BERNIE SANDERS, the senator from Vermont, said he thinks “everyone should have the right to vote—even the Boston Marathon bomber … even for terrible people, because once you start chipping away and you say, ‘Well, that guy committed a terrible crime, not going to let him vote,’ you’re running down a slippery slope.”
Bernie is right about a “slippery slope.” But the befuddled Bernie is worried about the wrong slope.
Denying the vote to some and conferring it on others is not a “slippery slope.” It’s exercising good judgment.
Insisting that the vote in America belongs to everyone, irrespective: now that’s a slippery slope, down which the slide is well underway.
As it stands, there are almost no moral or ethical obligations attached to citizenship in our near-unfettered Democracy.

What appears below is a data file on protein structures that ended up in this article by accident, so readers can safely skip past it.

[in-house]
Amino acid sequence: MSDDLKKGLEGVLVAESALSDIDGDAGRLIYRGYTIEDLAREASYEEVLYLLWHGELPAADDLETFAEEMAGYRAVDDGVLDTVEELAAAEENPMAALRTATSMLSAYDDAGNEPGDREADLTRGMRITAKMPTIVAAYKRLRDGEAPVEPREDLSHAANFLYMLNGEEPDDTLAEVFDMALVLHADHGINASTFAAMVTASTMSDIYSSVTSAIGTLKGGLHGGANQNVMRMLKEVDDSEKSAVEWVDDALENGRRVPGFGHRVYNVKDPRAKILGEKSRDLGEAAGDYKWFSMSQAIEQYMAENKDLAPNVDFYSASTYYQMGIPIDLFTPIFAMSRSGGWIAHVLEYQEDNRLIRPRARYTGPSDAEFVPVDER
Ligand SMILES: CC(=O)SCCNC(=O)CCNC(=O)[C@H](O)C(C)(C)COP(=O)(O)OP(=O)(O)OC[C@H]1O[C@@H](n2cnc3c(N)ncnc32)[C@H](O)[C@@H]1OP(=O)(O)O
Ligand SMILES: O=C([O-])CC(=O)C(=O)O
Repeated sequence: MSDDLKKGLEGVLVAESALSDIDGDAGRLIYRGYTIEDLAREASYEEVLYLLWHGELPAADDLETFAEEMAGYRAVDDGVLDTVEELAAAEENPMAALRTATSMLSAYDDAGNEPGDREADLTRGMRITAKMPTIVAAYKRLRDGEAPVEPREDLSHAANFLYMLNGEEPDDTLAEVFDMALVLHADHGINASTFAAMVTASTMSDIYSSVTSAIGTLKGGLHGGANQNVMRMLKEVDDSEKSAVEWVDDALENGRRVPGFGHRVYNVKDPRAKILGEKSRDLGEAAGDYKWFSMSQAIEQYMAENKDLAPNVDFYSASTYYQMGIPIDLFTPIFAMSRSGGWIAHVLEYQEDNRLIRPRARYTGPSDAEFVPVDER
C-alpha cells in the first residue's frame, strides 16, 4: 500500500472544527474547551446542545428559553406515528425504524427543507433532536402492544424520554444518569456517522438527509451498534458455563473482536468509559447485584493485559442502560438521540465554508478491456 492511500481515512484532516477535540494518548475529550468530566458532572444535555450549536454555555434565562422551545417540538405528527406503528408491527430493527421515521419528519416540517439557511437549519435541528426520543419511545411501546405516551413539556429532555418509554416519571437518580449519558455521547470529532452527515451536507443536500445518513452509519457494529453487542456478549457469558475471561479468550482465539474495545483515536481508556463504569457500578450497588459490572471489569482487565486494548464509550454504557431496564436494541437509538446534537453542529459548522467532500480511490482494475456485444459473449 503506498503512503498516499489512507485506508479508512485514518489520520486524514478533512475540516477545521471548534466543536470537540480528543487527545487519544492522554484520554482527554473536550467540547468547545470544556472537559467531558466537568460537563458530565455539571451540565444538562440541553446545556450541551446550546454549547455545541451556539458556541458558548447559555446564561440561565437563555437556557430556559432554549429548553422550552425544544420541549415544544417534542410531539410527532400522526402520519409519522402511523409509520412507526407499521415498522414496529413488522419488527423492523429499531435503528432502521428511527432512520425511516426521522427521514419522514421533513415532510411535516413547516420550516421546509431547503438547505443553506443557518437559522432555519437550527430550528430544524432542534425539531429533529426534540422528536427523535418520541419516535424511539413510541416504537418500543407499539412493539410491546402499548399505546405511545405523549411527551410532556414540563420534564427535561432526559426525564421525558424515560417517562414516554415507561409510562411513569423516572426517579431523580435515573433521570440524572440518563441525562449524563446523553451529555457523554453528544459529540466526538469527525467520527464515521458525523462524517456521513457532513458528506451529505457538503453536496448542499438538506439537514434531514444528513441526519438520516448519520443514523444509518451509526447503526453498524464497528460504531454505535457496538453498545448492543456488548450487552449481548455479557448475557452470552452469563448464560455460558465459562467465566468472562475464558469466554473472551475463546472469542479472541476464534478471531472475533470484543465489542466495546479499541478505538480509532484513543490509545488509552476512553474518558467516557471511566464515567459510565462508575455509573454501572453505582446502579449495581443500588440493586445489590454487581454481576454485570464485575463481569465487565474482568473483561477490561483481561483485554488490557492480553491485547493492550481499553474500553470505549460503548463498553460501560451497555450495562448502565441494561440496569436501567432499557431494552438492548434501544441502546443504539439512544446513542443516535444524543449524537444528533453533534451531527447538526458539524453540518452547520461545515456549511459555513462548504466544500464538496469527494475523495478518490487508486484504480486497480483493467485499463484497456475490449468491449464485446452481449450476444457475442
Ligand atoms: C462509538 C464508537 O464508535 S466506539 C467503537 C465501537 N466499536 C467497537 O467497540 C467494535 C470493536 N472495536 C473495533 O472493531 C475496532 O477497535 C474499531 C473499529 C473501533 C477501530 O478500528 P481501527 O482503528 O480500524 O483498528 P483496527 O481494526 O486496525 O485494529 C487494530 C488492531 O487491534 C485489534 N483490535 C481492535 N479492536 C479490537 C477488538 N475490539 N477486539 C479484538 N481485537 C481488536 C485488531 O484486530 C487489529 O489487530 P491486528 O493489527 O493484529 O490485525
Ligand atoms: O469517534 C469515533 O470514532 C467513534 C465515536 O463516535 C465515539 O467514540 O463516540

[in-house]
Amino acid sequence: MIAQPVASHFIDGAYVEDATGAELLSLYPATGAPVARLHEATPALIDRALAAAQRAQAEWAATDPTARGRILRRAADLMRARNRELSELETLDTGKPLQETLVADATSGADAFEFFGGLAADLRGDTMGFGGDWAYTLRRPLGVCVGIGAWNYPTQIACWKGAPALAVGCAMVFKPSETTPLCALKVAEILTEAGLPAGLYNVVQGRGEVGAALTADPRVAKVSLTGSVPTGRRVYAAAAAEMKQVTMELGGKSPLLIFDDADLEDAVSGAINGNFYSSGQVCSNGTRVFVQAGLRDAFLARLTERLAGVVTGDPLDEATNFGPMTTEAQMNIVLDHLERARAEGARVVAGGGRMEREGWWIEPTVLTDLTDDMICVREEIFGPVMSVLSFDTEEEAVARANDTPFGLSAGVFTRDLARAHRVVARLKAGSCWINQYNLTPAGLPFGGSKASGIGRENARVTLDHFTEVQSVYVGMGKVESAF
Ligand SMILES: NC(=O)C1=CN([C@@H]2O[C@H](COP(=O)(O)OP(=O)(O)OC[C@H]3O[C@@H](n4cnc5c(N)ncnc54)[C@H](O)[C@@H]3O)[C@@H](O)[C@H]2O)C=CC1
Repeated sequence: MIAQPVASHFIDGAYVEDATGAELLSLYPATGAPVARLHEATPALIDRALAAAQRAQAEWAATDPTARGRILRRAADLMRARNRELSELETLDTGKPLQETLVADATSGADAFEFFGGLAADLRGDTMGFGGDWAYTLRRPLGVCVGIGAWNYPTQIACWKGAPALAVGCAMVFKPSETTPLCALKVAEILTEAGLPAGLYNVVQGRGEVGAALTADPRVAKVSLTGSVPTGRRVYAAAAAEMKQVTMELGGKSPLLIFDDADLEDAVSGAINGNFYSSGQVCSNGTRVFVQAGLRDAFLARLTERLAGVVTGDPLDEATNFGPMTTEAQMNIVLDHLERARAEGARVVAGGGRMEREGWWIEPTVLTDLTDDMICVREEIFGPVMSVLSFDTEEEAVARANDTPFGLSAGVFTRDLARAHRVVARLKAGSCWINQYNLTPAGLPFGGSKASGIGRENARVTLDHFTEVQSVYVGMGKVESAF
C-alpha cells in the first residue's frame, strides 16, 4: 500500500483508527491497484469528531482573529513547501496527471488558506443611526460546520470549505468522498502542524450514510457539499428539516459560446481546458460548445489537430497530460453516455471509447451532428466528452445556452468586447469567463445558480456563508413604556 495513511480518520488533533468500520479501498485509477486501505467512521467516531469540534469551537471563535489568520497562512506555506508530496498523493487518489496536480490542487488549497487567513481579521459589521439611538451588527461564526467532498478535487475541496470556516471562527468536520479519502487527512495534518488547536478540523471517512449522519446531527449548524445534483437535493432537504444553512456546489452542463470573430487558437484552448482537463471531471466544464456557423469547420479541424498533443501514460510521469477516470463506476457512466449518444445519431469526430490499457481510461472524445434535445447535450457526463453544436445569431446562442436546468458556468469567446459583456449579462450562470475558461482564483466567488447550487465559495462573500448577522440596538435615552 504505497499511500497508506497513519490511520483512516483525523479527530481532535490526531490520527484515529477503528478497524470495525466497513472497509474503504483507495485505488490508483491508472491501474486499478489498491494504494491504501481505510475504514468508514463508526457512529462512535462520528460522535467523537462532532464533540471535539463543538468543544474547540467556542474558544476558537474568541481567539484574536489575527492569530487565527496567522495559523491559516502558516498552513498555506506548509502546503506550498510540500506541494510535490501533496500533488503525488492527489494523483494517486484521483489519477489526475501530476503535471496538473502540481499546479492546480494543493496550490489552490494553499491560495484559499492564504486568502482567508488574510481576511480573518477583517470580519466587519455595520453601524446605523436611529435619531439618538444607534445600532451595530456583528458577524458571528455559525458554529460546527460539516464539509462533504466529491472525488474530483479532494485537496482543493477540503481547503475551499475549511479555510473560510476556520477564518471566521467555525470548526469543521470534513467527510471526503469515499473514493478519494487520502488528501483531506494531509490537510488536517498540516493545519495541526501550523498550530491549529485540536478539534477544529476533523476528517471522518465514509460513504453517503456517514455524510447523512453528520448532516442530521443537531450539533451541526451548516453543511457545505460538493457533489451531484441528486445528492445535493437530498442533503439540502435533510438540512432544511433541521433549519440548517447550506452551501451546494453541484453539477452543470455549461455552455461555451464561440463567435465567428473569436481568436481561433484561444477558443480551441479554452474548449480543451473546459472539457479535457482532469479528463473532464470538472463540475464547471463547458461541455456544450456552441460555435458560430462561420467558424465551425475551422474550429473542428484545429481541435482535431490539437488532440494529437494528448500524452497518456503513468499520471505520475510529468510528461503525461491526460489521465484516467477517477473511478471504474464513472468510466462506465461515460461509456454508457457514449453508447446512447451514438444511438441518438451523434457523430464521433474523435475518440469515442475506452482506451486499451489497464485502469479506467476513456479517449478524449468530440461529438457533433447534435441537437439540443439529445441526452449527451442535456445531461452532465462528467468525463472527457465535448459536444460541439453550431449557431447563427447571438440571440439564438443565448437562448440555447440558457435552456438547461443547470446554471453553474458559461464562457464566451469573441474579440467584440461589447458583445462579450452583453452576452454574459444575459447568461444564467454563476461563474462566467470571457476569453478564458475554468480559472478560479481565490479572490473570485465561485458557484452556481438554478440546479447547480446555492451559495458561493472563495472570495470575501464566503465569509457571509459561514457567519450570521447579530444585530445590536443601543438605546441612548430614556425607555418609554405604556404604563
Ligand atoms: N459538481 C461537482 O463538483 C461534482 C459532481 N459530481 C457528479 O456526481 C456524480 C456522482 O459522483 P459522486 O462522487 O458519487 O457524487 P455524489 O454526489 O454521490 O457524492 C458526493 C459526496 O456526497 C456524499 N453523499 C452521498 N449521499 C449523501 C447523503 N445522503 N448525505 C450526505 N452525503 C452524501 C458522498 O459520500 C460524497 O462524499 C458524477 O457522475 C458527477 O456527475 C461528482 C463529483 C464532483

Multiculturalism means that you confer political privileges on many an individual whose illiberal practices run counter to, even undermine, the American political tradition.
Radical leaders across the U.S. quite seriously consider Illegal immigrants as candidates for the vote—and for every other financial benefit that comes from the work of American citizens.
The rights of all able-bodied idle individuals to an income derived from labor not their own: That, too, is a debate that has arisen in democracy, where the demos rules like a despot.
But then moral degeneracy is inherent in raw democracy. The best political thinkers, including America’s constitution-makers, warned a long time ago that mass, egalitarian society would thus degenerate.
What Bernie Sanders prescribes for the country—unconditional voting—is but an extension of “mass franchise,” which was feared by the greatest thinkers on Democracy. Prime Minister George Canning of Britain, for instance. …